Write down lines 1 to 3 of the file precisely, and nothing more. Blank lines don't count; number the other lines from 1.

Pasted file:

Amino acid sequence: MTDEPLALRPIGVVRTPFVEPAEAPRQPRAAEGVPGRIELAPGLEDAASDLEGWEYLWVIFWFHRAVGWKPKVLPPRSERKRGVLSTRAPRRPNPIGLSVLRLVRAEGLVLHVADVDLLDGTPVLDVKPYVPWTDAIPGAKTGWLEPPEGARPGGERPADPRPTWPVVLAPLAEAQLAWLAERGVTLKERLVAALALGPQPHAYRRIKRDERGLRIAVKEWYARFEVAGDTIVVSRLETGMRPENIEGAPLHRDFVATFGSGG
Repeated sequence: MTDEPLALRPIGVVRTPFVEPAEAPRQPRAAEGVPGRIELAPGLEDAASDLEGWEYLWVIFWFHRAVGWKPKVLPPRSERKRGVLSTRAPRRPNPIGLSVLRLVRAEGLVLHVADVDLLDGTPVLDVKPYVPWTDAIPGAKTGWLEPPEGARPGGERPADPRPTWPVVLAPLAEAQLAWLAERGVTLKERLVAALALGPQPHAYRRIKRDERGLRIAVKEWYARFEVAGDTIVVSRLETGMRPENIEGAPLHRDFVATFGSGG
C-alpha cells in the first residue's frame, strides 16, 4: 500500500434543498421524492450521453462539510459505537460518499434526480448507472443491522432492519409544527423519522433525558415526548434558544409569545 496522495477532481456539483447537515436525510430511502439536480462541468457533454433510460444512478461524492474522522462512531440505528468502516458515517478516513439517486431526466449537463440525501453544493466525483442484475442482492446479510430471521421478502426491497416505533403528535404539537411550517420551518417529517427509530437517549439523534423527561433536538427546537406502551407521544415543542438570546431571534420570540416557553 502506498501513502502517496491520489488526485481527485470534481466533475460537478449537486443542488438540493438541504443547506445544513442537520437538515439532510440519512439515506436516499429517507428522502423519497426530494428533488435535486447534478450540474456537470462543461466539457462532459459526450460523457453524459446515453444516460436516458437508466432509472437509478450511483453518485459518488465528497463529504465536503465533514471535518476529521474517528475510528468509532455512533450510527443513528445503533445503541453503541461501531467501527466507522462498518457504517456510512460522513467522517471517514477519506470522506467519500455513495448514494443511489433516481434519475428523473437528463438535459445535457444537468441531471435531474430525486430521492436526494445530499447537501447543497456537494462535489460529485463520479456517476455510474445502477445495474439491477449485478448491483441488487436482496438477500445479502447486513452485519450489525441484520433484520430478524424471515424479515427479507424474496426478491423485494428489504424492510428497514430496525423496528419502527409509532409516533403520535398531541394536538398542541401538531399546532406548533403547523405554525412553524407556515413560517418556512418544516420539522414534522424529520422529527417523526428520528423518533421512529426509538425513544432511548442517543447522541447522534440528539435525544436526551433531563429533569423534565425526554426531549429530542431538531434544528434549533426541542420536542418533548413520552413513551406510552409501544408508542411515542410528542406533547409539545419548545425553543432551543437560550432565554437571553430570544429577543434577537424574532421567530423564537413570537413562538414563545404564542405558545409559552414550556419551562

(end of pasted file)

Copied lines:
Amino acid sequence: MTDEPLALRPIGVVRTPFVEPAEAPRQPRAAEGVPGRIELAPGLEDAASDLEGWEYLWVIFWFHRAVGWKPKVLPPRSERKRGVLSTRAPRRPNPIGLSVLRLVRAEGLVLHVADVDLLDGTPVLDVKPYVPWTDAIPGAKTGWLEPPEGARPGGERPADPRPTWPVVLAPLAEAQLAWLAERGVTLKERLVAALALGPQPHAYRRIKRDERGLRIAVKEWYARFEVAGDTIVVSRLETGMRPENIEGAPLHRDFVATFGSGG
Repeated sequence: MTDEPLALRPIGVVRTPFVEPAEAPRQPRAAEGVPGRIELAPGLEDAASDLEGWEYLWVIFWFHRAVGWKPKVLPPRSERKRGVLSTRAPRRPNPIGLSVLRLVRAEGLVLHVADVDLLDGTPVLDVKPYVPWTDAIPGAKTGWLEPPEGARPGGERPADPRPTWPVVLAPLAEAQLAWLAERGVTLKERLVAALALGPQPHAYRRIKRDERGLRIAVKEWYARFEVAGDTIVVSRLETGMRPENIEGAPLHRDFVATFGSGG
C-alpha cells in the first residue's frame, strides 16, 4: 500500500434543498421524492450521453462539510459505537460518499434526480448507472443491522432492519409544527423519522433525558415526548434558544409569545 496522495477532481456539483447537515436525510430511502439536480462541468457533454433510460444512478461524492474522522462512531440505528468502516458515517478516513439517486431526466449537463440525501453544493466525483442484475442482492446479510430471521421478502426491497416505533403528535404539537411550517420551518417529517427509530437517549439523534423527561433536538427546537406502551407521544415543542438570546431571534420570540416557553 502506498501513502502517496491520489488526485481527485470534481466533475460537478449537486443542488438540493438541504443547506445544513442537520437538515439532510440519512439515506436516499429517507428522502423519497426530494428533488435535486447534478450540474456537470462543461466539457462532459459526450460523457453524459446515453444516460436516458437508466432509472437509478450511483453518485459518488465528497463529504465536503465533514471535518476529521474517528475510528468509532455512533450510527443513528445503533445503541453503541461501531467501527466507522462498518457504517456510512460522513467522517471517514477519506470522506467519500455513495448514494443511489433516481434519475428523473437528463438535459445535457444537468441531471435531474430525486430521492436526494445530499447537501447543497456537494462535489460529485463520479456517476455510474445502477445495474439491477449485478448491483441488487436482496438477500445479502447486513452485519450489525441484520433484520430478524424471515424479515427479507424474496426478491423485494428489504424492510428497514430496525423496528419502527409509532409516533403520535398531541394536538398542541401538531399546532406548533403547523405554525412553524407556515413560517418556512418544516420539522414534522424529520422529527417523526428520528423518533421512529426509538425513544432511548442517543447522541447522534440528539435525544436526551433531563429533569423534565425526554426531549429530542431538531434544528434549533426541542420536542418533548413520552413513551406510552409501544408508542411515542410528542406533547409539545419548545425553543432551543437560550432565554437571553430570544429577543434577537424574532421567530423564537413570537413562538414563545404564542405558545409559552414550556419551562